It’s easy to be sober when you’re solely focused on that singular goal. However, when other challenges creep in around that — such as a long day, a difficult boss, or temptations from peers — the situation becomes clouded. You want to learn how to navigate those cloudy situations while still in rehab and be practiced at it.
Earning money is a great benefit to working while in rehab. Although often covered by insurance, rehab can be expensive. Even just the loss of income can be difficult to cope with financially.
Working while in rehab can assuage the loss of income and provide some additional spending money. For those who may have been unemployed or are in a younger demographic and haven’t worked much, it’s an opportunity to build a resume and practice managing money under the tutelage of a clinical care team.
Disadvantages of Finding Employment in Rehab
While there are many benefits to seeking employment in rehab, there are also disadvantages, including the following.
With the time committed to the first phase of rehab, it may be difficult to continue working or to begin working a full-time job. Moreover, the stress associated with such a position may not be appropriate.
The time constraints in rehab are real, whether it’s wanting to participate in cognitive-behavioral therapy (CBT), art therapy, group therapy, horticulture therapy, or a whole host of therapies offered by a facility. As such, an arrangement may need to be made with your job to work around the therapeutic commitments.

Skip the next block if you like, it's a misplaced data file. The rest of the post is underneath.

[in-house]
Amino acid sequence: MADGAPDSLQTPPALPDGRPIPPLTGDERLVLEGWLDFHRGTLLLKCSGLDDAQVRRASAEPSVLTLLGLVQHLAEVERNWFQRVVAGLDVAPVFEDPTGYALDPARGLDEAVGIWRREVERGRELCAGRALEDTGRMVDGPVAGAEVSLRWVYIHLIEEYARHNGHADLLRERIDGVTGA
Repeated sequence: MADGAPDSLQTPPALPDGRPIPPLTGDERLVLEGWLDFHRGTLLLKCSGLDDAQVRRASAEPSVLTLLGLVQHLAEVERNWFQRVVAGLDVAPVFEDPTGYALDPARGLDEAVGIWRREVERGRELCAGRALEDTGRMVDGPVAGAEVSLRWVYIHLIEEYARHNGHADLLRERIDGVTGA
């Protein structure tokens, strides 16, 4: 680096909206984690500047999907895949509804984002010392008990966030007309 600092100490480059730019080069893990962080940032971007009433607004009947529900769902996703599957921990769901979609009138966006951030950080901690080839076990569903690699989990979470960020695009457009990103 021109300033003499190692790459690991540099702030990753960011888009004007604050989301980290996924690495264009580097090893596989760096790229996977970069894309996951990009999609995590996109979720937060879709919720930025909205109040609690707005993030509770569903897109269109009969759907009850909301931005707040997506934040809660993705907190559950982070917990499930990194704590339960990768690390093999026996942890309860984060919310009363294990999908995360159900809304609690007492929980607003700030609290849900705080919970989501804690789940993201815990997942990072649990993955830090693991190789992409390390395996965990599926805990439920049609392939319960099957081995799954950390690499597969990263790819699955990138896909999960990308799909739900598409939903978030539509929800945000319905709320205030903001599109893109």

Employment You’re Overqualified For
Because you’ll likely be working a part-time job in rehab, it may not always dovetail precisely with your skillset and education. Because of this, you may find yourself in a job for which you are overqualified. For example, you may find that a local retail store has an opening that allows you to work 20 hours a week, even though you are trained in finance.
Accept these opportunities as growing experiences. They won’t last forever and will allow you to practice everything you’ve learned in an environment that will at least somewhat mirror the demands of a future workplace.
Lantana Recovery recognizes that working during recovery has many advantages. That’s why we provide a wealth of services available on an as-needed basis to allow for the opportunity to work while still in rehab. These advantages include self-esteem, accountability, and camaraderie. These are benefits that are hard to replicate outside of the working environment. Lantana recognizes this, which is why our team is committed to facilitating work opportunities for clients, and providing clinical guidance for those who seek it. If you or a loved one want to explore an approach to rehab that recognizes the value of work and provides meaningful opportunities to engage in it, call Lantana Recovery at (866) 997-2870 to learn more.